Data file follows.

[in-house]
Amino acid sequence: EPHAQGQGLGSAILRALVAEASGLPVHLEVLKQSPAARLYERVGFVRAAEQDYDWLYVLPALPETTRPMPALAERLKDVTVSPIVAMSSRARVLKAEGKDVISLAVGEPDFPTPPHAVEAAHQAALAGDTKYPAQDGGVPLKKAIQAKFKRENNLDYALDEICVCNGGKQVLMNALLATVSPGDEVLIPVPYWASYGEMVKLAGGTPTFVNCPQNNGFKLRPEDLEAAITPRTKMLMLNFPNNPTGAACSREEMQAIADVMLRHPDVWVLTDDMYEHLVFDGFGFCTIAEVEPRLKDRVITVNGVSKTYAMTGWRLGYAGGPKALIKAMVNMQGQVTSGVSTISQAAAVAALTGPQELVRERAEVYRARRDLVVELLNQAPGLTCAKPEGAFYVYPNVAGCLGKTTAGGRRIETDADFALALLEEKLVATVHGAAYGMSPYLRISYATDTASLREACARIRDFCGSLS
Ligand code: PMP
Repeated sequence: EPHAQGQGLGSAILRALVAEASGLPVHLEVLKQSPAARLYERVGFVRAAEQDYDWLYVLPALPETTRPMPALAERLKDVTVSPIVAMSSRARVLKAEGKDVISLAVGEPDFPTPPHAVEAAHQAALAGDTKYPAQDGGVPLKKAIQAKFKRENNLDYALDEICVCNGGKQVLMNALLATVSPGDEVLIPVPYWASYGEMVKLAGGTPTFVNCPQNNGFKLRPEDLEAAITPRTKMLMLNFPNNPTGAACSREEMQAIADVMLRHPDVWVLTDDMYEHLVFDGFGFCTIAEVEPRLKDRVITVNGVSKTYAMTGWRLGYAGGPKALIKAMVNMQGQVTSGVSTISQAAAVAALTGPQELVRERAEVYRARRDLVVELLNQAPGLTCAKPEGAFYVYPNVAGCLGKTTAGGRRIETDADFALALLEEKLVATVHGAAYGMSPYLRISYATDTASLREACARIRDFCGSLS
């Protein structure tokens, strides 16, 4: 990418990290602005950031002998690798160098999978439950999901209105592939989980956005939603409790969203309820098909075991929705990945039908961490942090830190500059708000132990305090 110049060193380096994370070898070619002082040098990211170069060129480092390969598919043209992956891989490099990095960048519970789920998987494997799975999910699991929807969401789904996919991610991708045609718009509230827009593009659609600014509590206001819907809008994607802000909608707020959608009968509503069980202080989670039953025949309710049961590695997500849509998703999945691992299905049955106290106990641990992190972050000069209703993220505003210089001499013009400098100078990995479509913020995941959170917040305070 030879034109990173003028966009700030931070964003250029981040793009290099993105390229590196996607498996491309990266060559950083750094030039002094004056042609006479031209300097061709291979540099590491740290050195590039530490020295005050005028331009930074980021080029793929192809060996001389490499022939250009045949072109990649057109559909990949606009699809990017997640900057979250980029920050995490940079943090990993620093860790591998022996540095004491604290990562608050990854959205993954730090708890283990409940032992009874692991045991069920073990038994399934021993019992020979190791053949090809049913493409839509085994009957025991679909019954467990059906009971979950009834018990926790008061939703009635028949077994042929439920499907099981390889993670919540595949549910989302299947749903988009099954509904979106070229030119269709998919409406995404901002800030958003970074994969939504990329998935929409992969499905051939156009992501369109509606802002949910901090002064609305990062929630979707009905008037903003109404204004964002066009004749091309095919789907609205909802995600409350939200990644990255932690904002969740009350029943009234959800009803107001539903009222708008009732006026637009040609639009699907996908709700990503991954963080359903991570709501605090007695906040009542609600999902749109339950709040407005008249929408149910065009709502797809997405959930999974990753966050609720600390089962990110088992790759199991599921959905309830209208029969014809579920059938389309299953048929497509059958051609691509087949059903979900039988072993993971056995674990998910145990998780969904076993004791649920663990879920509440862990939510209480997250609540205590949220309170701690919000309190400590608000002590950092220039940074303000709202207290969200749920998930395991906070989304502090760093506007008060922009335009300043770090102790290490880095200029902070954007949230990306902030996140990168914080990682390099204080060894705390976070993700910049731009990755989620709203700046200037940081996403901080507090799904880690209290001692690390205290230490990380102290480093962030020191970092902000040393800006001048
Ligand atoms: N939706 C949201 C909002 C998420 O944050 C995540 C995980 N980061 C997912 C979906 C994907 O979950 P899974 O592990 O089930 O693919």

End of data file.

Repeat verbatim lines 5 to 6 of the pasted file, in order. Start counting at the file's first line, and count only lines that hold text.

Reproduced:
């Protein structure tokens, strides 16, 4: 990418990290602005950031002998690798160098999978439950999901209105592939989980956005939603409790969203309820098909075991929705990945039908961490942090830190500059708000132990305090 110049060193380096994370070898070619002082040098990211170069060129480092390969598919043209992956891989490099990095960048519970789920998987494997799975999910699991929807969401789904996919991610991708045609718009509230827009593009659609600014509590206001819907809008994607802000909608707020959608009968509503069980202080989670039953025949309710049961590695997500849509998703999945691992299905049955106290106990641990992190972050000069209703993220505003210089001499013009400098100078990995479509913020995941959170917040305070 030879034109990173003028966009700030931070964003250029981040793009290099993105390229590196996607498996491309990266060559950083750094030039002094004056042609006479031209300097061709291979540099590491740290050195590039530490020295005050005028331009930074980021080029793929192809060996001389490499022939250009045949072109990649057109559909990949606009699809990017997640900057979250980029920050995490940079943090990993620093860790591998022996540095004491604290990562608050990854959205993954730090708890283990409940032992009874692991045991069920073990038994399934021993019992020979190791053949090809049913493409839509085994009957025991679909019954467990059906009971979950009834018990926790008061939703009635028949077994042929439920499907099981390889993670919540595949549910989302299947749903988009099954509904979106070229030119269709998919409406995404901002800030958003970074994969939504990329998935929409992969499905051939156009992501369109509606802002949910901090002064609305990062929630979707009905008037903003109404204004964002066009004749091309095919789907609205909802995600409350939200990644990255932690904002969740009350029943009234959800009803107001539903009222708008009732006026637009040609639009699907996908709700990503991954963080359903991570709501605090007695906040009542609600999902749109339950709040407005008249929408149910065009709502797809997405959930999974990753966050609720600390089962990110088992790759199991599921959905309830209208029969014809579920059938389309299953048929497509059958051609691509087949059903979900039988072993993971056995674990998910145990998780969904076993004791649920663990879920509440862990939510209480997250609540205590949220309170701690919000309190400590608000002590950092220039940074303000709202207290969200749920998930395991906070989304502090760093506007008060922009335009300043770090102790290490880095200029902070954007949230990306902030996140990168914080990682390099204080060894705390976070993700910049731009990755989620709203700046200037940081996403901080507090799904880690209290001692690390205290230490990380102290480093962030020191970092902000040393800006001048
Ligand atoms: N939706 C949201 C909002 C998420 O944050 C995540 C995980 N980061 C997912 C979906 C994907 O979950 P899974 O592990 O089930 O693919």